So much talk in AI and EA seems to be about AI alignment. But of course, even if we build aligned AI, if it's open-sourced, then a bad actor could tweak the AI to do catastrophic harm to all of us. Isn't this possibility even worse than if AI is concentrated in the hands of a few individuals, even with bad intentions (assuming those intentions are greed, but not outright sociopathy)? I know Tristan Harris has talked about this dichotomy, and there's the Bostrom Vulnerable Worlds Hypothesis, but I don't see how there's any getting around the fact that just one sophisticated open-source LLM could wipe out everyone, and that would be worse than anything possible with a closed-source AI. But I'd love to hear the alternative arguments (i.e., that's why I'm posting), so please do share!

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  1. Yep, AI safety people tend to oppose sharing model weights for future dangerous AI systems.
  2. But it's not certain that (operator-aligned) open-source powerful AI entails doom. To a first approximation, it entails doom iff "offense" is much more efficient than "defense," which depends on context. But absent super monitoring to make sure that others aren't making weapons/nanobots/whatever, or super efficient defenses against such attacks, I intuit that offense is heavily favored.

just one sophisticated open-source LLM could wipe out everyone


1. LLMs -- and generative AI broadly speaking -- are best understood as [recapitulating](https://nonint.com/2023/06/10/the-it-in-ai-models-is-the-dataset/) their training data. Right now, they are unable to generalize far from from their training data -- i.e., they cannot generalize from [A is B to B is A](https://arxiv.org/abs/2309.12288) type statements, their capabilities are best understood by [looking at what they saw a lot during training](https://arxiv.org/abs/2309.13638) and so on. Thus, it's best not to think of them as repositories of potential new, world-crushing information -- but as compressed and easily-accessed information that already existed in the world.

Note that the most advanced LLMs are currently unable to replace even junior software engineers -- even though they have read many hundreds of thousands of tutorials of tutorials on how to be a junior software engineer on the internet.  Given this, how likely is it that an advanced LLM will be agent-like enough to kill everyone when prompted to do so, and carry out a sequence of steps to kill everyone --a sequence of steps for which it has not read hundreds of thousands of tutorials on the internet?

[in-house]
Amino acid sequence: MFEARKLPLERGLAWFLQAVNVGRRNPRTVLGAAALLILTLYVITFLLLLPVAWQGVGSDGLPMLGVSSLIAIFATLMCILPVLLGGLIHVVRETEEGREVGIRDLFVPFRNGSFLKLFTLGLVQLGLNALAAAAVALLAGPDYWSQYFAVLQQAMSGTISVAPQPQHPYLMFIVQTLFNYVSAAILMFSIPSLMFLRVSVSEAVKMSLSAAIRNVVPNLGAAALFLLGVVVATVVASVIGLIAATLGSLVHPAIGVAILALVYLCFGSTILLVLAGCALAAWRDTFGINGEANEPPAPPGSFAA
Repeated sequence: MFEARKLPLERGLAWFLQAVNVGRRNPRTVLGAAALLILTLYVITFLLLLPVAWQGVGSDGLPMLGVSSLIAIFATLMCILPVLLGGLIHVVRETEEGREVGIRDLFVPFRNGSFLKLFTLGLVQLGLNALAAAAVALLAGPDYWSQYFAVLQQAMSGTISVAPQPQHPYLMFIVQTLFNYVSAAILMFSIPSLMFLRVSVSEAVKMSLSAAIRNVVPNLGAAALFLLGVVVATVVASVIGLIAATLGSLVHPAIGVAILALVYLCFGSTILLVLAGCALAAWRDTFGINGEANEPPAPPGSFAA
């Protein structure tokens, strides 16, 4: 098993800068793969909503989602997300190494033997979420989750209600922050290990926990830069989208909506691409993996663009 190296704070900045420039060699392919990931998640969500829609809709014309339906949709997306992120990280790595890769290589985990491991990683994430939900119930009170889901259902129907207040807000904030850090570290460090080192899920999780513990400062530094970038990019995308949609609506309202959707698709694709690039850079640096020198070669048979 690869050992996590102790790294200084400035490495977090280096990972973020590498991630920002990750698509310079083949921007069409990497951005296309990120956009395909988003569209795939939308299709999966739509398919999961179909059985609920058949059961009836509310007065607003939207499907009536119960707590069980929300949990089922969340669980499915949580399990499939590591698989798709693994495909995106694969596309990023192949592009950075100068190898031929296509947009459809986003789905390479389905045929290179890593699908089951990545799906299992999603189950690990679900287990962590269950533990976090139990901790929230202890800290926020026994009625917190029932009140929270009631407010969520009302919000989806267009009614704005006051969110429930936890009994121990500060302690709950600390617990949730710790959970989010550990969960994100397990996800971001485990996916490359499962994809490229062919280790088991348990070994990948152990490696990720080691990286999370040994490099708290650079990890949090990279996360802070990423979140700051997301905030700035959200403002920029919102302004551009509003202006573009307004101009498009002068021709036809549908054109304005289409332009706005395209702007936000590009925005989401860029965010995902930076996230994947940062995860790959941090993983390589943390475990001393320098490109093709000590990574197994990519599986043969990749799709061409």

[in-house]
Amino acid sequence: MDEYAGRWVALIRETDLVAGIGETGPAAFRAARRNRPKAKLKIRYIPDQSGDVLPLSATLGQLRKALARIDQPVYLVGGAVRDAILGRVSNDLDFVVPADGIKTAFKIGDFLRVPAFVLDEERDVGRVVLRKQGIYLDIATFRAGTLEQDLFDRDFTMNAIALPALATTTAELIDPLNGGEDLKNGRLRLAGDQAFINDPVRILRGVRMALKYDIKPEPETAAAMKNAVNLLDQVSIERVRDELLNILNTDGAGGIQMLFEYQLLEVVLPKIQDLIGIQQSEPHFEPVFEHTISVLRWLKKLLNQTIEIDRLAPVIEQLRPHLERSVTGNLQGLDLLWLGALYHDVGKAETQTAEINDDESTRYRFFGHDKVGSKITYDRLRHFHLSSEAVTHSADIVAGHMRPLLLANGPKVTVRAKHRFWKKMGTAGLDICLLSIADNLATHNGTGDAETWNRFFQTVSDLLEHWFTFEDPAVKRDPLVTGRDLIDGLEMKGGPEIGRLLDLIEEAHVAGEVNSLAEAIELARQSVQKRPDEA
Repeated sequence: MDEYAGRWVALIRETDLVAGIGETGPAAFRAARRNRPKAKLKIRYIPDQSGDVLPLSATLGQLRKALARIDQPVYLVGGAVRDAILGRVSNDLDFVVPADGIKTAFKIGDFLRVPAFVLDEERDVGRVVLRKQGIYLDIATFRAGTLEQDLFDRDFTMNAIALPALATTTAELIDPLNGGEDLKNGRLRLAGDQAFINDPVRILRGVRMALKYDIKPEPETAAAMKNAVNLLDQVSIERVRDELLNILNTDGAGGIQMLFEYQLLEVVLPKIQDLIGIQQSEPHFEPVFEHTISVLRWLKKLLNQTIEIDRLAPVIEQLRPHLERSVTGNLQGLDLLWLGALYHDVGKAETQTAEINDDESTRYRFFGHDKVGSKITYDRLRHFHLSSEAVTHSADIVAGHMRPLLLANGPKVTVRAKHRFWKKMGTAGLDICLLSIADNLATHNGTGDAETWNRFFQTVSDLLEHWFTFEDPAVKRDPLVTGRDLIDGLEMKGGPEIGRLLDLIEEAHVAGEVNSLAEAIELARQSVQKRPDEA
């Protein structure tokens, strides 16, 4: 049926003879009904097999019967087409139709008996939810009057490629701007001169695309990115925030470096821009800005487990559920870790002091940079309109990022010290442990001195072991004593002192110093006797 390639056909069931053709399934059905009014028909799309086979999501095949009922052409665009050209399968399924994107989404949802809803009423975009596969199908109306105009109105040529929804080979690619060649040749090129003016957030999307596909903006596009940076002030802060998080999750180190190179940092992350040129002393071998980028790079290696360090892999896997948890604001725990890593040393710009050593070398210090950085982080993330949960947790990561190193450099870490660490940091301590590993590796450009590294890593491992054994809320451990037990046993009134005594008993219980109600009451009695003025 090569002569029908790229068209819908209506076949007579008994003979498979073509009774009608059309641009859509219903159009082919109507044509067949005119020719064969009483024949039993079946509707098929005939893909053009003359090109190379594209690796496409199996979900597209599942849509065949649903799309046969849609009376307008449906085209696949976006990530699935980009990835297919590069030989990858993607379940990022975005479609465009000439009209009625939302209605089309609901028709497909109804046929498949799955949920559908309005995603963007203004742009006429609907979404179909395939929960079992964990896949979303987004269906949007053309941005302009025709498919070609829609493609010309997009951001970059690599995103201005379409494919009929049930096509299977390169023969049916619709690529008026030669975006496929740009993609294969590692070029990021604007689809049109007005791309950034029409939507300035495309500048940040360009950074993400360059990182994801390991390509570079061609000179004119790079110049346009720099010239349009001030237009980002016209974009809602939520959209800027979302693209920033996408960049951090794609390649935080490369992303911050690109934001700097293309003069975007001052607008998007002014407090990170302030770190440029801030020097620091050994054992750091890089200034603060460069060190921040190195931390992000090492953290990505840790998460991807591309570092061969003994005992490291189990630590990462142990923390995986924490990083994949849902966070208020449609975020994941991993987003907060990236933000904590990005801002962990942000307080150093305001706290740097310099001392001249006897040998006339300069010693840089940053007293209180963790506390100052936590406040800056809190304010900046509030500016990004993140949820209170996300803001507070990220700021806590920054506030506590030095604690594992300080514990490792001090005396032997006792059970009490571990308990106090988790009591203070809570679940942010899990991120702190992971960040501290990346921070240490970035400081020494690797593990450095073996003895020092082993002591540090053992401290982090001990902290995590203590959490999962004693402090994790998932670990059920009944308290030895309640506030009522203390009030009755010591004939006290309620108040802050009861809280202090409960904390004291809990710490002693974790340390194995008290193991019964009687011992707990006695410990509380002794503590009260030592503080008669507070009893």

2.  Note that, as with every tool, the vast majority of people using open-source LLMs will be using them for good, including defending against people who wish to use them maliciously. Most forms of technology are neutralized in this fashion. For every 1 person who asks an open source LLM to destroy the world, there will be 1000s of people asking (a) how to defend against specific harms that could happen, which is (b) particularly important because LLMs (like humans) are better at answering more tightly-scoped questions.

I think that it's conceivable that some forms of AI in general might not work like this, but it's immensely likely that LLMs in particular are the kind of thing where the good majority will easily outweigh the bad minority, given that they mostly raise the floor of competence rather than generate new information.

Encyclopedias, the internet, public education, etc -- all these things also make it easier for bad actors to do harm by making them smarter, but are considered obviously worth it by almost everyone. What would make LLMs different?

3. Consider that it is not risk-free banning open source LLMs! The more powerful you think LLMs are, then the more oppressive any such rules will be -- the more this will bring about power struggles over what is permitted; the more tightly contested rule over such regulating bodies will be. 

If most existential risks to the world come from well-resourced actors for whom the presence of an open source LLM is a small matter -- i.e., actors who could obtain an LLM through other means easily -- than by banning them you might very well be making the world more likely to be doomed, by preventing the use of such open-source systems by the vast majority to defend against other threats.